• His design talents were also wide ranging. Back in 1985, he won the competition to design a tie for IOM Airport. It was simple, but eye-catching and based on the International Civil Aircraft Organisation code for Ronaldsway – egns. The code was also used in the design etched on his retirement present – a beautiful smooth glass decanter. It looks like a flower, but the petals are made up of the letters egns fm.

• In his later years, his eyesight was affected by AMDS. This was a cruel blow, given the precision required by his hobbies. Still, with help from Manx Blind Welfare, he worked around it as much as he could. He taught himself paracord weaving, as the bright colours and feel of the materials were easier to manage. So he produced bracelets, key fobs, dog collars and wove walking stick handles, handed out to friends and family.

• All thorough his life, my Dad was a skilful raconteur. He could strike up a conversation on just about any subject, and had a wealth of funny stories from his long life to keep an audience entertained.

He was a wonderful Dad, and has left a void in our lives which sometimes leaves me in tears. But we have such wonderful memories him, and they are a comfort to all of us. He was only a recent member of the u3a, but throughout his long life, he certainly espoused the principles of Learn, Laugh, Live.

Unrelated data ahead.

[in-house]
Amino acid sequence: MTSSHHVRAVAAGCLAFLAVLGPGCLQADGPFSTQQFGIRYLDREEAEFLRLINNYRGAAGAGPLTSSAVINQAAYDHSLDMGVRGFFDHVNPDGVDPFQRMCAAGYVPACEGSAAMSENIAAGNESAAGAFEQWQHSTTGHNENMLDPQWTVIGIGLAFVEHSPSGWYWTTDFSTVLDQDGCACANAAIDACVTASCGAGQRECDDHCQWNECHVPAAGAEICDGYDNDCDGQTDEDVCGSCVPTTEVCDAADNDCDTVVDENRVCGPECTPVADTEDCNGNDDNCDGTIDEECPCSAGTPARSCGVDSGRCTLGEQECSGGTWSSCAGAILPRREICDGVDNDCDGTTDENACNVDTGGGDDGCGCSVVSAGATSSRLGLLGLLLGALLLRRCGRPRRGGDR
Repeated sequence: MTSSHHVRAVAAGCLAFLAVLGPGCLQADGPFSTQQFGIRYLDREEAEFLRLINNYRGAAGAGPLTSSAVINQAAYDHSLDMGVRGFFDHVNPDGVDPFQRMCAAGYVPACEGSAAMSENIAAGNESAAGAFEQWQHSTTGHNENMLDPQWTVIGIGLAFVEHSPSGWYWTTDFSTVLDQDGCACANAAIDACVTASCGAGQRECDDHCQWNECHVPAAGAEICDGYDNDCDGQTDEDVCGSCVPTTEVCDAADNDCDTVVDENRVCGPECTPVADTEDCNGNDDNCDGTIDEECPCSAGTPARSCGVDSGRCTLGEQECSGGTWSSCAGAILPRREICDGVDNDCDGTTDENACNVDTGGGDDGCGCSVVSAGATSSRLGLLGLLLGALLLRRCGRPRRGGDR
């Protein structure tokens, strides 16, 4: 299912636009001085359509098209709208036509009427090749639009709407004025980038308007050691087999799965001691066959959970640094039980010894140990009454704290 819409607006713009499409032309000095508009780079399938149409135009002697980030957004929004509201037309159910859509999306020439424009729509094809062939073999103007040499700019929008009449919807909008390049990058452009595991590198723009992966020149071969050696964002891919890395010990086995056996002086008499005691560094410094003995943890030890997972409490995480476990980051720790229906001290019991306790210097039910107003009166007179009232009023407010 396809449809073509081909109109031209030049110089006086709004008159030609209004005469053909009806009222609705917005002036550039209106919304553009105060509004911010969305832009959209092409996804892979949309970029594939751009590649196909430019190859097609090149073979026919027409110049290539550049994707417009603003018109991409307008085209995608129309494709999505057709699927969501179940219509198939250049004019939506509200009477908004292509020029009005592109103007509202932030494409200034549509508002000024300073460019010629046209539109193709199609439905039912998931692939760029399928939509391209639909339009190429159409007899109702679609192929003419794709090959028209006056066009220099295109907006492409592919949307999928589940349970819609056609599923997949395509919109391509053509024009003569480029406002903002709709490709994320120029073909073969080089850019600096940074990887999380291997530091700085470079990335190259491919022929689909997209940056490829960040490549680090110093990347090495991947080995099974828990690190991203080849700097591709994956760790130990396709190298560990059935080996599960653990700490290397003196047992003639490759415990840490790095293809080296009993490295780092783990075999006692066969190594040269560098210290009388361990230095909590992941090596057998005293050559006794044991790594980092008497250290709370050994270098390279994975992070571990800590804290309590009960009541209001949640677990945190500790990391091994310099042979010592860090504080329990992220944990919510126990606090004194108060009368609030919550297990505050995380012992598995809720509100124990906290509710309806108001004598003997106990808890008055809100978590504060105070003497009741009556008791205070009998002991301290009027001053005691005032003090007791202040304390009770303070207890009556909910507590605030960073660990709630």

On Monday 14th June, a group of 12 U3A members enjoyed a trip to the Calf of Man. The weather was set fair for a good crossing, during which we enjoyed a close encounter with the kittiwakes and guillemots on the Sugarloaf stack and cliffs, where these seabirds were nesting cheek by jowl on every available space on every single ledge. The raucous calls and the smell of the guano had to be experienced to be believed! To see a video clip click here Sugarloaf Smellavision is not yet available!

We disembarked the little boat at South Harbour and walked up to the Wardens’ House where we were met by Tim Earle, a naturalist from Guernsey, who was helping the wardens for a few days. Tim is an accomplished speaker, who has given many talks on cruise ships visiting the Falklands and the Antarctic. He held us spellbound by his talk about the purpose of the work carried out at the Calf, how to ring the birds caught in the mist nets, traps or in the nest, and the purpose of the international database which collates all the information provided by all the bird observatories around Britain and beyond. We also heard how, with the virtual eradication of the longtails on the Calf, around 300 Manx Shearwaters are nesting on the Calf this year – a great success story.

A short break for a picnic lunch and a walk back to the jetty via the 3 defunct lighthouses completed our visit to the Calf. A fascinating day, at the best time of year to see the literally thousands of nesting birds, including fulmars, shags, cormorants, black backed gulls and many more. Do take advantage of the opportunity to visit this fascinating small island.

Eve Corrin